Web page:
Beginning with the need for a such a shipping lane, the author compares its importance to the Suez and Panama canal. Currently ships have to go round Sri Lanka to go between the two India coasts. This increases the passage time and fuel costs.The canal would lead to a saving of 254 to 424 nautical miles and reduce sailing time of ships by 21 to 36 hours.
Some of the salient features of the project are that the bottom width of the canal would be 300 m and the canal would support vessels of size Length - 215 m, Breadth = 33 m, Draft = 10 m.
The first proposal to create a canal, was in 1860 by Commander Taylor. Post independence, the issue was again taken up in 1956. The Sethusamudram Project Committee Report, headed by Sir A. Ramaswamy Mudaliyar was brought out. In 1996, M/s Pallavan Transport Consultancy Services brought out a report. The major difference between these reports was route of the canal.
The current project began in 1997 with the Initial Environmental Examination (IEE). The IEE stated that the project would not harm the environment and also suggested a particular alignment of the canal. In 2002 the Ministry of Surface Transport (Shipping) entrusted the National Environmental Engineering Research Institute (NEERI) to undertake studies on the techno-economic viability, and an Environmental Impact Assessment of the project.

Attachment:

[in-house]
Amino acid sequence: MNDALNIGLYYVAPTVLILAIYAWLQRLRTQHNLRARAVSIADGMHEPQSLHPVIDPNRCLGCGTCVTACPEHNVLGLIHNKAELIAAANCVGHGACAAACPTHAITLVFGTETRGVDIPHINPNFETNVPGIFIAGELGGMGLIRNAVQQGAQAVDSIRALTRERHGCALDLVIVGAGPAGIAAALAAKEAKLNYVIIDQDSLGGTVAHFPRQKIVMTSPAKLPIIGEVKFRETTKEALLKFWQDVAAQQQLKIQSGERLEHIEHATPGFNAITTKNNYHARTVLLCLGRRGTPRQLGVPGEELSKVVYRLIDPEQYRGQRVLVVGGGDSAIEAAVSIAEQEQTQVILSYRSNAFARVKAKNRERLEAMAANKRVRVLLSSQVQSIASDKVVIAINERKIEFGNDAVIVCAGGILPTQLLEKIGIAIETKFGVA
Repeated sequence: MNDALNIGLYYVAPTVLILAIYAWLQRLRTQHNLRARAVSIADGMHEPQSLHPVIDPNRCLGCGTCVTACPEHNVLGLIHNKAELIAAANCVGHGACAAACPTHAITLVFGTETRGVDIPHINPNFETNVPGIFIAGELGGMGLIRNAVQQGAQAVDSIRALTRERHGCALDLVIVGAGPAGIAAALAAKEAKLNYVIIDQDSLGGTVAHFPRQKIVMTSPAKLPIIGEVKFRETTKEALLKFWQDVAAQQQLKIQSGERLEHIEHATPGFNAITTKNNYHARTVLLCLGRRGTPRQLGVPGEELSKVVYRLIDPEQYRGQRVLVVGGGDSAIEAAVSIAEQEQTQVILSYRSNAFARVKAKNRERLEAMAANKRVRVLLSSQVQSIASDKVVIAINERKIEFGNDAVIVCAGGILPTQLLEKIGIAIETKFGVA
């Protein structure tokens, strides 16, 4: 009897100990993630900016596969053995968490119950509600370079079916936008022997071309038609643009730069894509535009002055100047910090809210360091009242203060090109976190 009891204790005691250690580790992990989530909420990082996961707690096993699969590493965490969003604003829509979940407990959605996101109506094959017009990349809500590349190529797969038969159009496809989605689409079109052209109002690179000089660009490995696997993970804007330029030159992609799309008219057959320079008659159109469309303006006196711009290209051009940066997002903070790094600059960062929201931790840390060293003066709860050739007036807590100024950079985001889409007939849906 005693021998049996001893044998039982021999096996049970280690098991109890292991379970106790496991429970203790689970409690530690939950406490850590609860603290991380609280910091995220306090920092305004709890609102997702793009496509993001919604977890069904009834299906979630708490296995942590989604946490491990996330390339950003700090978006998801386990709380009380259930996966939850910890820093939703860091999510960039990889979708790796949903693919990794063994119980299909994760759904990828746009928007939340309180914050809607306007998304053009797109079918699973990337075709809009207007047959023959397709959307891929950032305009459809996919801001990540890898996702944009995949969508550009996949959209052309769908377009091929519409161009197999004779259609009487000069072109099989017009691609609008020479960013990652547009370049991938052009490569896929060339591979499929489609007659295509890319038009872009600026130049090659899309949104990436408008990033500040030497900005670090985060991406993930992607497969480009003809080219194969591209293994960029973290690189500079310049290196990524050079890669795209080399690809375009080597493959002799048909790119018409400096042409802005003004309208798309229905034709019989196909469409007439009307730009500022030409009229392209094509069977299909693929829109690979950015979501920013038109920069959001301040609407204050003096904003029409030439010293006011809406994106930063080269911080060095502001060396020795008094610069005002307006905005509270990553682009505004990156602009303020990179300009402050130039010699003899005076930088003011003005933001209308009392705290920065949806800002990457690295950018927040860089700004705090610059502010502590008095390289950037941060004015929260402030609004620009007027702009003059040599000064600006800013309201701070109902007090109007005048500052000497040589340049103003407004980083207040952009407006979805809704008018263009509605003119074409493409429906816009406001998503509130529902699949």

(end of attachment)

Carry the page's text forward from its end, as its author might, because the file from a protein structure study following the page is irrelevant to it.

The paper also looks at the projects attributes especially in terms of economics, technology, archaeology and defence.
The paper highlights the threat that the project holds to the beliefs of the Hindus. Hindu's believe that their god Ram had a bridge built between India and Sri Lanka.
The author concludes that the project should consider the sentiments of the Hindus and realign the canal.
This paper was presented at the National Seminar on Water and Culture organised by Kannada University and Sahayoga in 2007.
Download the paper here: